I know you told me to stay away from the Philosopher's Stone and other kinds of trouble, but I can't. Dumbledore is gone, and I just discovered that someone managed to discover how to get past Fluffy. Hagrid told the stranger from who he got his dragon's egg that you only needed to play some music in order to get past the dog. They're going to try and steal the Stone tonight. I can feel it.

I'll try to get the Stone before someone steals it. I'm sorry, Mom.

I love you,



Lily was stunned into place for a moment. She read again the letter quickly to be sure of its content. Her breathing accelerated.

"Harry..." she said in a weak voice. Her eyes went on the snowy owl's eyes. In that very moment, Lily got the distinct impression that the bird was saying Help him.

The moment she realized this, Lily dressed hastily for the day. Then she took Floo powder, threw it in her chimney and went through it.

"Hogwarts!" she shouted.

A few moments later, she emerged in a dark small room in the castle. No sooner had she emerged that a flash of light blinded her.

"Who's there?" the surprised voice of Professor McGonagall, who was in her bed, said. " Lily, is that you? What are you doing here, in the middle of night?"

"Professor, I don't have time. I need to find my son," Lily said very quickly.

"Your son? Harry is in his dormitory."

"You're sure? You better read this." She threw the paper at her. Minerva highlighted it with the light coming from her wand. Her eyes narrowed, still looking half-asleep. However, as she read it, her expression changed, becoming one of grave concern. The Head of Gryffindor House didn't look like she was taken out of bed anymore.

"He can't have... Follow me, Lily."

Minerva donned a dressing gown right away and headed through the school's corridors, Lily on her tail. They arrived quickly before the portrait of the Fat Lady. Minerva never lived far from her house's common room. She gave the password, and when the Fat Lady only mumbled in her sleep, McGonagall shouted and almost screamed the word several times until she opened. McGonagall surged inside, still accompanied by Lily. Lily would have reminisced about her own time in this common room so many years ago if it hadn't been for the current situation. They climbed a flight of stairs. Minerva burst the door open, and they rushed in. Minerva immediately removed the curtains from one bed. It was empty. Lily recognized Harry's belonging close to it, including one the books she let him leave with.

"He's not here," Minerva said, looking at Lily, a distress on her face Lily rarely witnessed. In the meantime, three boys were waking up in their beds, complaining.

"What's going on?" one asked.

"Who's there?" another said.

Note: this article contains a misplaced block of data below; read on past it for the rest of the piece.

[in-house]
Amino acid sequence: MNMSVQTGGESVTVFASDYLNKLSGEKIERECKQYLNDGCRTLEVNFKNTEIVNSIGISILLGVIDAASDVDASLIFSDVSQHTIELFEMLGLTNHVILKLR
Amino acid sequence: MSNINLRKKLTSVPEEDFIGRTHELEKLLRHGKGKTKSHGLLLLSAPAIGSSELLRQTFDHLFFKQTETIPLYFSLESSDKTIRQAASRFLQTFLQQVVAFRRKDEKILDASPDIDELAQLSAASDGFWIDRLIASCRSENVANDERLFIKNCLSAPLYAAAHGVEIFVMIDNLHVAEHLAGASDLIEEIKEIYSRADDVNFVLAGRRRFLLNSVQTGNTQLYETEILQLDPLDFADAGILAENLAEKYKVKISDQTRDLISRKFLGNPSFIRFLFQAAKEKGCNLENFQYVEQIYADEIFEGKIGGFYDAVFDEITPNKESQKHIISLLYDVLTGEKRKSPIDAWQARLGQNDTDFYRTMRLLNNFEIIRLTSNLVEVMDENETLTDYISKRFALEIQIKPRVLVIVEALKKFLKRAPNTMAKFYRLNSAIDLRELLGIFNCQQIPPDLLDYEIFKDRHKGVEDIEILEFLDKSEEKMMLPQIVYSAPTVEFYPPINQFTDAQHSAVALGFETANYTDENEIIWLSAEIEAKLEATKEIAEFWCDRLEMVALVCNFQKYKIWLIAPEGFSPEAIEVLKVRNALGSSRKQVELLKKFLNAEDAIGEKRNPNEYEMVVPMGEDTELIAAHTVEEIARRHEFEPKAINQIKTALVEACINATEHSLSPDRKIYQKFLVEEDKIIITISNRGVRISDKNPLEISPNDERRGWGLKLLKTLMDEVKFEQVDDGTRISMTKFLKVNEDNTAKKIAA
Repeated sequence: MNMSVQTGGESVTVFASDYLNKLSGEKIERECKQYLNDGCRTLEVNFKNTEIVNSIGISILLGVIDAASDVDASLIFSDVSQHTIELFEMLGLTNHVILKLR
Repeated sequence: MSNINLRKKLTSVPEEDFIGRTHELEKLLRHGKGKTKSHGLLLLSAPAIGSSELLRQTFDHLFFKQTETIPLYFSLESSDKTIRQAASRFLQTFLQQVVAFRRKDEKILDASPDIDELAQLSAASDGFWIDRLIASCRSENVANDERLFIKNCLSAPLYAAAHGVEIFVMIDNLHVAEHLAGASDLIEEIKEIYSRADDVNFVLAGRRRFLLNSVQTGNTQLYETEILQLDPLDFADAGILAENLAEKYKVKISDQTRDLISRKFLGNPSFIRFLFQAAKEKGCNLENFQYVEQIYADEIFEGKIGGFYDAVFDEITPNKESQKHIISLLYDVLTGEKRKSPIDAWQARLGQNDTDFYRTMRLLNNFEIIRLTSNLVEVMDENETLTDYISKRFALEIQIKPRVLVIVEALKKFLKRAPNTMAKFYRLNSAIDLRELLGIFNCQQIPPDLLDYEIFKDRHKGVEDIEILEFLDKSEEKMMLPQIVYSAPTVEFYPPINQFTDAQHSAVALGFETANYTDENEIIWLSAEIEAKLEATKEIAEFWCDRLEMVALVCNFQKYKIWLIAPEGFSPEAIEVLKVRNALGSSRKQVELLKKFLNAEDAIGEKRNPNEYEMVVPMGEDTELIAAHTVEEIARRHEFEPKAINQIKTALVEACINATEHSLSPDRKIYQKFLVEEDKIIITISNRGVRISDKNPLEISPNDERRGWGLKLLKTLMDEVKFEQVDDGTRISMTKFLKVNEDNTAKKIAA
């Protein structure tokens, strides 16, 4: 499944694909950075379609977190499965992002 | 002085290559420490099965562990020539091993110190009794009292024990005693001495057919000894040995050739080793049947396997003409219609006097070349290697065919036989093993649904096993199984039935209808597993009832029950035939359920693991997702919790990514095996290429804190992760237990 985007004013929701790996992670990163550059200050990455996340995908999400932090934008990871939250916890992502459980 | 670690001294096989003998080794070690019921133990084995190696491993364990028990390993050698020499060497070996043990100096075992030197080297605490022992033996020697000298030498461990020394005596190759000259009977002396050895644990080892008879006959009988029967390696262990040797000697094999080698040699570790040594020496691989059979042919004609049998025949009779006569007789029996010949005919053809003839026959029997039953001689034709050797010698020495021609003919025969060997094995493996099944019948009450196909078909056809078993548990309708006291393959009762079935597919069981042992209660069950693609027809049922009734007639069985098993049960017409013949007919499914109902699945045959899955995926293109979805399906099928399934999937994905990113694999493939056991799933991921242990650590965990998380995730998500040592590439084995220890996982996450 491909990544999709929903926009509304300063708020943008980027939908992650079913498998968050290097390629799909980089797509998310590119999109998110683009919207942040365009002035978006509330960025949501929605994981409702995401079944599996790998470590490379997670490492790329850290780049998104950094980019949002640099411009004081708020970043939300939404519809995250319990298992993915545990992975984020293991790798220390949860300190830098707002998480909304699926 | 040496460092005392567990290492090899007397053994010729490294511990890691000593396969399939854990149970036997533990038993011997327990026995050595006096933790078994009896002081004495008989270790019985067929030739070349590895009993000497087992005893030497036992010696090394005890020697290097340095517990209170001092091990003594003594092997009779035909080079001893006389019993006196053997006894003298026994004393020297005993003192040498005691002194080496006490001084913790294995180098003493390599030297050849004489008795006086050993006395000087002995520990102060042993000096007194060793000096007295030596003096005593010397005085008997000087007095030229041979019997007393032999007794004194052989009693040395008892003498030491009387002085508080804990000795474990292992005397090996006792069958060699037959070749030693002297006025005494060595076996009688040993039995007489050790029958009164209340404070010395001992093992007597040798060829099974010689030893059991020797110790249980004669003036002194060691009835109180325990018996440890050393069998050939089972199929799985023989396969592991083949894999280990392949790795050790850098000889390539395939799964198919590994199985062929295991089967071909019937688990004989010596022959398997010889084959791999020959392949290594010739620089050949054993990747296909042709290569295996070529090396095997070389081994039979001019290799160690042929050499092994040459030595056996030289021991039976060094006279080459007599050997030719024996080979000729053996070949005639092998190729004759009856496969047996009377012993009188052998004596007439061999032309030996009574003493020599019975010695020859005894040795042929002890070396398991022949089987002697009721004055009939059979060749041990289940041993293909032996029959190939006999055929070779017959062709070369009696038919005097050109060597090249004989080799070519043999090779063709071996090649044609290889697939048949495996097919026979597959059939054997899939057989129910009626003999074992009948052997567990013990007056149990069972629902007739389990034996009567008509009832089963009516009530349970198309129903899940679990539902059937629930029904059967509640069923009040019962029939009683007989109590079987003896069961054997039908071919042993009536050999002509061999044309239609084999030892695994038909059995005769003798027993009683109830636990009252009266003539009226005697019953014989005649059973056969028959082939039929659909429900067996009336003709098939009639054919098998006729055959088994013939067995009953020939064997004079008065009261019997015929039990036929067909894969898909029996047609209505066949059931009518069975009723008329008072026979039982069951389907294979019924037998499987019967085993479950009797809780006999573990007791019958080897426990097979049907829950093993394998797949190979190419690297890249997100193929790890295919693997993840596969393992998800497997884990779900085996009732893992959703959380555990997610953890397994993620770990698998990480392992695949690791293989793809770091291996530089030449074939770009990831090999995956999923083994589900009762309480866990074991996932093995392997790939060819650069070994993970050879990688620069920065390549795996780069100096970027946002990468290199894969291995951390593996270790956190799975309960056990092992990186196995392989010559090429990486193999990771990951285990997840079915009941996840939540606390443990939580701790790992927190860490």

"Grandma?" another one said. Lily looked at the origin of the last voice. She recognized Neville, who she saw at King's Cross at the beginning of the year.

McGonagall tore out the curtains from another bed. "Mr Weasley is not here either. I have a good idea of who else might be missing."

She went back to the stairs. Lily followed her. Once in the girl's dormitory, their fears were confirmed. Hermione Granger was absent as well.

"It's a disaster," McGonagall said as they went back into the common room. Some doors were opening around them now. "Three students are missing, and who knows where they are."

"I think we both know where they are, Minerva. We must go to the third floor."

The professor nodded and told Lily to follow her. They ran to the third floor and found the door unlocked. Lily looked at it.

"Alohomora. Really? That's enough to unlock this door? You couldn't put something stronger on it?" Lily angrily asked the professor.

"Lily, this is not the time. We have three children under that trapdoor on the other side. And you have no idea in what danger they are."

"I think I've got a pretty good one. What is down there? What is protecting the Stone?"

Minerva sighed. "A Devil's Snare. Flying keys that are necessary to open a door. A giant chess boardgame. A troll. And a problem of logic involving potions. And some secret protection that Professor Dumbledore put into place. No one knows what it is. That, plus the three-headed dog behind this door."

"Well." Lily took a decision. "For the dog, it will be easy. Harry told us how to get past it. I'm going in."

"Lily, wait. You can't go in there," Minerva warned her.

"My son is down there, along with two of his friends. You want me to leave them to die?"

"Even the most powerful wizards cannot face the spells behind this door," Minerva warned her. "Only Dumbledore could hope to get past all these."

"And where is he?"

Minerva took some time to answer. "In London."

"Well, you wait him if you want, but I'm not going to stand there while my son is in danger."

Lily opened the door and closed it behind her.

"Colloportus!" The door locked behind her.